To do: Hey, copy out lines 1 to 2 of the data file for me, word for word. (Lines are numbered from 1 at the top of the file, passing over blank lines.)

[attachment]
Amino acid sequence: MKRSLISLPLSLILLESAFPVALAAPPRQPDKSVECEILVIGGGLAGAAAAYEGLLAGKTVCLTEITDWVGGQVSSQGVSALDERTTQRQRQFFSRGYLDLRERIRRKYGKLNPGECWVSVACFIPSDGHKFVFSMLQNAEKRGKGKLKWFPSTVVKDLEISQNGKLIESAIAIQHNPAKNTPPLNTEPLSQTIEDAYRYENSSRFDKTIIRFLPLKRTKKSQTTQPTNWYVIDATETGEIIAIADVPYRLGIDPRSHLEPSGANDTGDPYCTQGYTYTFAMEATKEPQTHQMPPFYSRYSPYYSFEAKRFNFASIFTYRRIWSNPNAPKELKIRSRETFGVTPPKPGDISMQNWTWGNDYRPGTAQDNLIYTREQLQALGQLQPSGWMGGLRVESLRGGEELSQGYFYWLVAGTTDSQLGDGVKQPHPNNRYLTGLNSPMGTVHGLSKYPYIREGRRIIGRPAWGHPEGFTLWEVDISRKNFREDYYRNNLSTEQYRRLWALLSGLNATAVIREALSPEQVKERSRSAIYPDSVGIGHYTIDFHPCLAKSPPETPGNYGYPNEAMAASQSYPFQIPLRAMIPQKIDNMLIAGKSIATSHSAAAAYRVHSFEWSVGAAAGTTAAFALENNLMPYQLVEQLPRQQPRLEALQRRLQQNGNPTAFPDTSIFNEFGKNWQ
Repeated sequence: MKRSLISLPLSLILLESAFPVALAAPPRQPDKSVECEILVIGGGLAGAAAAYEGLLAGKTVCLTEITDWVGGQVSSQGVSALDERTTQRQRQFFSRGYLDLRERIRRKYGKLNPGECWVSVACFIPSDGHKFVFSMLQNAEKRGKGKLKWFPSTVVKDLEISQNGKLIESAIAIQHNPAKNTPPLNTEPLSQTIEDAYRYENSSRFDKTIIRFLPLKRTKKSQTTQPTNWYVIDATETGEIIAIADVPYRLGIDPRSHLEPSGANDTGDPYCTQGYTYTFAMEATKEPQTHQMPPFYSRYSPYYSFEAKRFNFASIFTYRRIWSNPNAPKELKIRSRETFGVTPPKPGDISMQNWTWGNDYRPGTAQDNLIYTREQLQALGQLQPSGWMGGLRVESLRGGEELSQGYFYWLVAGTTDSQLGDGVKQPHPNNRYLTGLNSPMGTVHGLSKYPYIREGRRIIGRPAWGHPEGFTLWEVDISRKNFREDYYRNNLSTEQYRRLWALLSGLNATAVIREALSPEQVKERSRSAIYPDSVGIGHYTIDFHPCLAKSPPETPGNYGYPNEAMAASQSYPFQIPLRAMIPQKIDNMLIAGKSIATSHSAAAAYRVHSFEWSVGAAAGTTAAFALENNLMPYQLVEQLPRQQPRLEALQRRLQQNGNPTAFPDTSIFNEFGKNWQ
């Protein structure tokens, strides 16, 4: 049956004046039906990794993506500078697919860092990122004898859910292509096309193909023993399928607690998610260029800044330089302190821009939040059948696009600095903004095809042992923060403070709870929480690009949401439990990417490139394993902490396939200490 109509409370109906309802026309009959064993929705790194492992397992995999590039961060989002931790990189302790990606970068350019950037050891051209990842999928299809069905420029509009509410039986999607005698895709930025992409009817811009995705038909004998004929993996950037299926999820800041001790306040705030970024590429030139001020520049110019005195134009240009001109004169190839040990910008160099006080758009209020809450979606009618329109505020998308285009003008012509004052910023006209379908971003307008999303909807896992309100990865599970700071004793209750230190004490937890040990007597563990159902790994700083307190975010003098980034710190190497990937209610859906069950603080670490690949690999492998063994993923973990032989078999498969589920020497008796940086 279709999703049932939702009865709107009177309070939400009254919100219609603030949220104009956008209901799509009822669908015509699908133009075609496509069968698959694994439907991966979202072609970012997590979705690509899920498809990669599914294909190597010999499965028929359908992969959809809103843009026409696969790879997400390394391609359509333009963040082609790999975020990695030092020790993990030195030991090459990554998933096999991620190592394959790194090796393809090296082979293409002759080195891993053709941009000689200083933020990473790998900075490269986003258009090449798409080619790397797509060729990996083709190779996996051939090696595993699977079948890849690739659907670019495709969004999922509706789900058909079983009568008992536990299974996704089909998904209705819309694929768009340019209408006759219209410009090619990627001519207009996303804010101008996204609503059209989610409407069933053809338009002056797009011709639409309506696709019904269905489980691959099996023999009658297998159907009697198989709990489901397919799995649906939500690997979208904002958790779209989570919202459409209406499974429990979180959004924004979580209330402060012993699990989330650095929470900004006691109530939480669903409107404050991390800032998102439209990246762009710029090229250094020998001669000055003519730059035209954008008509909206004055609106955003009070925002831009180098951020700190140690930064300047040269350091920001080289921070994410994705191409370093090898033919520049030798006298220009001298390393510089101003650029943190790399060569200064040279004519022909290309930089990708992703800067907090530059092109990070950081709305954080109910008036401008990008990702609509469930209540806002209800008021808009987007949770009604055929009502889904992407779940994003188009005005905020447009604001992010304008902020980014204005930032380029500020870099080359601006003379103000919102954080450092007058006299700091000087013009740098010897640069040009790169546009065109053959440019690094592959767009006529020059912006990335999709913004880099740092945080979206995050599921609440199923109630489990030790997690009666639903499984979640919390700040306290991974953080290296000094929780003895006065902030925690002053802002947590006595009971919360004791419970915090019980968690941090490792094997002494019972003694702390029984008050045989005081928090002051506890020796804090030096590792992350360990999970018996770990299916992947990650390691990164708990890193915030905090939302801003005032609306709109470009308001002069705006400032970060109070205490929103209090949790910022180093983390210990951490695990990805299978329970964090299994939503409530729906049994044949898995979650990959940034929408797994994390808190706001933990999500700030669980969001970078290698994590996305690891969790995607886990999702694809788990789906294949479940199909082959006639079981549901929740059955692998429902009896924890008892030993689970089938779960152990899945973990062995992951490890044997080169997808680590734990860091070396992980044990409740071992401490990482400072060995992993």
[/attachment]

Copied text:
Amino acid sequence: MKRSLISLPLSLILLESAFPVALAAPPRQPDKSVECEILVIGGGLAGAAAAYEGLLAGKTVCLTEITDWVGGQVSSQGVSALDERTTQRQRQFFSRGYLDLRERIRRKYGKLNPGECWVSVACFIPSDGHKFVFSMLQNAEKRGKGKLKWFPSTVVKDLEISQNGKLIESAIAIQHNPAKNTPPLNTEPLSQTIEDAYRYENSSRFDKTIIRFLPLKRTKKSQTTQPTNWYVIDATETGEIIAIADVPYRLGIDPRSHLEPSGANDTGDPYCTQGYTYTFAMEATKEPQTHQMPPFYSRYSPYYSFEAKRFNFASIFTYRRIWSNPNAPKELKIRSRETFGVTPPKPGDISMQNWTWGNDYRPGTAQDNLIYTREQLQALGQLQPSGWMGGLRVESLRGGEELSQGYFYWLVAGTTDSQLGDGVKQPHPNNRYLTGLNSPMGTVHGLSKYPYIREGRRIIGRPAWGHPEGFTLWEVDISRKNFREDYYRNNLSTEQYRRLWALLSGLNATAVIREALSPEQVKERSRSAIYPDSVGIGHYTIDFHPCLAKSPPETPGNYGYPNEAMAASQSYPFQIPLRAMIPQKIDNMLIAGKSIATSHSAAAAYRVHSFEWSVGAAAGTTAAFALENNLMPYQLVEQLPRQQPRLEALQRRLQQNGNPTAFPDTSIFNEFGKNWQ
Repeated sequence: MKRSLISLPLSLILLESAFPVALAAPPRQPDKSVECEILVIGGGLAGAAAAYEGLLAGKTVCLTEITDWVGGQVSSQGVSALDERTTQRQRQFFSRGYLDLRERIRRKYGKLNPGECWVSVACFIPSDGHKFVFSMLQNAEKRGKGKLKWFPSTVVKDLEISQNGKLIESAIAIQHNPAKNTPPLNTEPLSQTIEDAYRYENSSRFDKTIIRFLPLKRTKKSQTTQPTNWYVIDATETGEIIAIADVPYRLGIDPRSHLEPSGANDTGDPYCTQGYTYTFAMEATKEPQTHQMPPFYSRYSPYYSFEAKRFNFASIFTYRRIWSNPNAPKELKIRSRETFGVTPPKPGDISMQNWTWGNDYRPGTAQDNLIYTREQLQALGQLQPSGWMGGLRVESLRGGEELSQGYFYWLVAGTTDSQLGDGVKQPHPNNRYLTGLNSPMGTVHGLSKYPYIREGRRIIGRPAWGHPEGFTLWEVDISRKNFREDYYRNNLSTEQYRRLWALLSGLNATAVIREALSPEQVKERSRSAIYPDSVGIGHYTIDFHPCLAKSPPETPGNYGYPNEAMAASQSYPFQIPLRAMIPQKIDNMLIAGKSIATSHSAAAAYRVHSFEWSVGAAAGTTAAFALENNLMPYQLVEQLPRQQPRLEALQRRLQQNGNPTAFPDTSIFNEFGKNWQ